America has pledged to “protect and defend” the Good Friday Agreement, the US Special Envoy to Northern Ireland said. However, the Government has rebuffed a fresh demand from the EU to withdraw controversial legislation which could see the UK unilaterally tear up elements of the Brexit divorce deal.
This could lead to a clash between the UK and the US over Brexit, would could have ramifications for any post-Brexit trade deal bestrewn the two nations, and further damage the ‘special relationship.’
At talks in Brussels on Monday, European Commission vice president Maros Sefcovic reiterated calls for ministers to scrap provisions in the UK Internal Market Bill giving them the power to override key provisions in the Withdrawal Agreement.
At a news conference following the meeting of the joint committee on the implementation of the agreement, Mr Sefcovic said the EU “will not be shy” in taking legal action if the UK fails to comply by the deadline of the end of the month on Wednesday.
Minister Michael Gove, who co-chairs the committee with Mr Sefcovic, said the the Government intended to continue with passage of the Bill through Parliament.
He said the provisions relating to the Northern Ireland protocol in the agreement were a legal “safety net” to ensure the Government could continue to protect the peace process if talks on a post-Brexit free trade deal fail.
“We want to reach agreement in the joint committee, we want to make sure that the position of Northern Ireland is secure in the United Kingdom, we want to make sure that Withdrawal Agreement is implemented in full.
“But those clauses are there.
“They are in legislation supported by the House of Commons as a safety net if need be.
“And those clauses will remain that Bill.”
Mick Mulvaney said the agreement could be “at risk” because of the UK Government’s controversial Internal Market Bill, but that it was something the United States was “very interested in seeing not happen”.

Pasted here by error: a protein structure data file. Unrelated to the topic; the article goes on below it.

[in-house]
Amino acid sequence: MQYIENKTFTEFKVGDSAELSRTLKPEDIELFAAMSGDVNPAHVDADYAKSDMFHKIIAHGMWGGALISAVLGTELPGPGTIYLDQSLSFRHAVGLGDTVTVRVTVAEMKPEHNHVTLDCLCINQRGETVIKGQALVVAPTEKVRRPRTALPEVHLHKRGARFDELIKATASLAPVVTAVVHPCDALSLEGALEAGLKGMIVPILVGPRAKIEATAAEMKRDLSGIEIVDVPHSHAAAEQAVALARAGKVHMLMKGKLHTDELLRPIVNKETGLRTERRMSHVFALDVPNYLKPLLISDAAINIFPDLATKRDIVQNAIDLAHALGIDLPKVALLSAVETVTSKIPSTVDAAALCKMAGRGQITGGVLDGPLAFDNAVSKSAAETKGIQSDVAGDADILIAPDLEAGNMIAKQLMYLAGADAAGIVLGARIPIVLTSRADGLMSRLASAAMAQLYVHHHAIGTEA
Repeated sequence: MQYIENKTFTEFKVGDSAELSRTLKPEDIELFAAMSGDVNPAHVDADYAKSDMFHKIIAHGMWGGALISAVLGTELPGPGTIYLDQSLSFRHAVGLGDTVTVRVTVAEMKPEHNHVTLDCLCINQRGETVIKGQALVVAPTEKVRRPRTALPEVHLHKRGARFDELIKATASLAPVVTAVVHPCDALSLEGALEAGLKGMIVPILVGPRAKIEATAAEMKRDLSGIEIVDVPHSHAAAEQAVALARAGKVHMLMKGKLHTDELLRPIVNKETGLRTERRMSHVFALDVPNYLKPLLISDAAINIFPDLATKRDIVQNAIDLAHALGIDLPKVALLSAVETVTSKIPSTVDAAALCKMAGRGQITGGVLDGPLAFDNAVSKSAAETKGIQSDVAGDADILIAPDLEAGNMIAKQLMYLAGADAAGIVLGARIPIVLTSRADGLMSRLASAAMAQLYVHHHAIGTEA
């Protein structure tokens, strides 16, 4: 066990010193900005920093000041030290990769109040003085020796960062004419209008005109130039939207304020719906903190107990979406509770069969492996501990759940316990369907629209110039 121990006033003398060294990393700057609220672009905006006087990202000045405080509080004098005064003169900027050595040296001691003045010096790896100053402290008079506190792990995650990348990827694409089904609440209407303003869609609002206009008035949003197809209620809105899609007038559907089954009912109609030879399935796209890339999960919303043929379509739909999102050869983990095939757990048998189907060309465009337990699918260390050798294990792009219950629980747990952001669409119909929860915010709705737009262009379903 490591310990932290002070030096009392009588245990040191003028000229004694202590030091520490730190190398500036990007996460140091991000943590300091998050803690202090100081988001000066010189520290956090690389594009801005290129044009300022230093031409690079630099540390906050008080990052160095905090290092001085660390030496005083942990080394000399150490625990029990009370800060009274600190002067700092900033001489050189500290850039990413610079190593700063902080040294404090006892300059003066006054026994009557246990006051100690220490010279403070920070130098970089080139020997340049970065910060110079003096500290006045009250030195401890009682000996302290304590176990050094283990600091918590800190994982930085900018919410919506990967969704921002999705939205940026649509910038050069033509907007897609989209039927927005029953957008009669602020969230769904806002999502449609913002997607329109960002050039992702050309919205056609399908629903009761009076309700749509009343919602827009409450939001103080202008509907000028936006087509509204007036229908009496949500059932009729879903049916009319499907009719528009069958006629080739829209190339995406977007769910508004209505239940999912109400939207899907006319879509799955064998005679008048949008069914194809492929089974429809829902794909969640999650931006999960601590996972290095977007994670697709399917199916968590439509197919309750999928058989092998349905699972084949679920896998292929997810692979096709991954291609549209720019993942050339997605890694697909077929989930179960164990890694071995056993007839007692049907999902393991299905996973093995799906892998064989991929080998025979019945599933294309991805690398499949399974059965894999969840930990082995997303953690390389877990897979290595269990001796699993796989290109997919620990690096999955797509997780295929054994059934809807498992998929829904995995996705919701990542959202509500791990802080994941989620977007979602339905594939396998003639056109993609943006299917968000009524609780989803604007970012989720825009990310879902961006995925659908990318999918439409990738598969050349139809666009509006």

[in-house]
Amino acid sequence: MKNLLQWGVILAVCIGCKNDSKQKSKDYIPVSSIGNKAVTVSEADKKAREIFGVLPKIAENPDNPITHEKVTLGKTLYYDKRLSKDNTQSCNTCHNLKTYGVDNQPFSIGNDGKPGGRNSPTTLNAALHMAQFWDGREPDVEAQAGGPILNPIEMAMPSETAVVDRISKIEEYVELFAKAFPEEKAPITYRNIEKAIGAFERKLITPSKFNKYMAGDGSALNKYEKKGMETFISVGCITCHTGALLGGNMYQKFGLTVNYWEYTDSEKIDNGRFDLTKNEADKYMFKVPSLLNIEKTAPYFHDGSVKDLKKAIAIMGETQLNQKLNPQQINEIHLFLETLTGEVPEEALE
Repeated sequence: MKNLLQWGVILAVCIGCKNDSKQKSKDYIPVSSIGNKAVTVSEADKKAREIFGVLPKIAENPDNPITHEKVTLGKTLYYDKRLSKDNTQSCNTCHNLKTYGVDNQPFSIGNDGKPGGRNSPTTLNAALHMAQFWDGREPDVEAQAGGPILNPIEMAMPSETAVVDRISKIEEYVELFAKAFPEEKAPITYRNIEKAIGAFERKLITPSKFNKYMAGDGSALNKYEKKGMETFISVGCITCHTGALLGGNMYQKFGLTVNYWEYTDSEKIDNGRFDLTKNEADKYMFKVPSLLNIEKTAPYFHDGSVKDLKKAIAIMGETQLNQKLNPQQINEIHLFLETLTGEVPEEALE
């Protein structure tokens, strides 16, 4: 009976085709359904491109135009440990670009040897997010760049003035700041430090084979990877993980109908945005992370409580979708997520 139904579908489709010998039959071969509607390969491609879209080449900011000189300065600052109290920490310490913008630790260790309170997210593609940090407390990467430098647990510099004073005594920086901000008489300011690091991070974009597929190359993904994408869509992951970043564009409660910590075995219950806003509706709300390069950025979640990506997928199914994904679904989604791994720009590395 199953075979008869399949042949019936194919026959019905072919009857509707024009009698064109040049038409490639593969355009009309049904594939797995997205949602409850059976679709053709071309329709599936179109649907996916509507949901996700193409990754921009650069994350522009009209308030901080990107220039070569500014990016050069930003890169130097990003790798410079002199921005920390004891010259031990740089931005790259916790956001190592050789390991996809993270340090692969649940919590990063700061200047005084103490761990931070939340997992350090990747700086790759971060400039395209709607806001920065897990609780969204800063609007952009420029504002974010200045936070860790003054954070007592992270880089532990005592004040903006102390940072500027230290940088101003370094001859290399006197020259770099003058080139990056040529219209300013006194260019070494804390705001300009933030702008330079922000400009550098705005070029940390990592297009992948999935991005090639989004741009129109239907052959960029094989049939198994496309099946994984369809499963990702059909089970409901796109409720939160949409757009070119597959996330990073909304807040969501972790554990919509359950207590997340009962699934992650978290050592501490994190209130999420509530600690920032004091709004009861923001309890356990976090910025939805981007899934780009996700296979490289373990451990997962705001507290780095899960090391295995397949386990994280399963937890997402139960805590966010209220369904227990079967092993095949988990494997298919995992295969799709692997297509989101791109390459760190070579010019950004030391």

He made the comments on a visit to Dublin on Monday where he met with the Irish premier Micheal Martin and Foreign Affairs Minister Simon Coveney.
His visit comes as the British government rebuffed a fresh demand from the EU to withdraw the Internal Market Bill, which could see the UK unilaterally tear up elements of the Brexit divorce deal.
Mr Mulvaney said the US was watching the EU/UK negotiations closely.
“I think it’s fair to say we are aware and cautious and watching the situation,” he said.
“Concern would imply that we’re worried and I don’t think we’re at that point yet but we certainly understand the interplay between the EU/UK trade deal and the Internal Market Bill and the Good Friday agreement.
“That’s mostly while I’m here. I have not been able to be here previously because of Covid.”
He told RTE News that the Good Friday Agreement could be “at risk”.
He said: “I don’t think it necessarily follows that just because the UK introduced the Internal Markets Bill that automatically means the Good Friday Agreement is at risk.
“But I think anyone who looks at the situation understands there could be a series of events that could put the Good Friday Agreement at risk.
“Again something we’re very interested in seeing not happen in the United States.
“We’re here to protect, defend that Good Friday Agreement that was so hard fought and won.”
Mr Mulvaney met Mr Coveney on Monday morning.
Following the meeting, Mr Coveney said the two men discussed the return of powersharing in Northern Ireland, the work that has resumed on a North-South basis and the challenges arising in the context of Covid-19 and of Brexit.
“I emphasised our real concern at the current approach of the UK Government and the vital importance of the full implementation of the Withdrawal Agreement and the Protocol on Ireland/Northern Ireland, for the protection of the Good Friday Agreement and the achievements of the peace process,” Mr Coveney said.
“Those achievements were made possible by the sustained engagement of successive US administrations and special envoys, and friends of Ireland across the United States.
“I appreciate the deep personal commitment that Mick has shown in continuing these vital conversations and contacts which underpin this engagement.”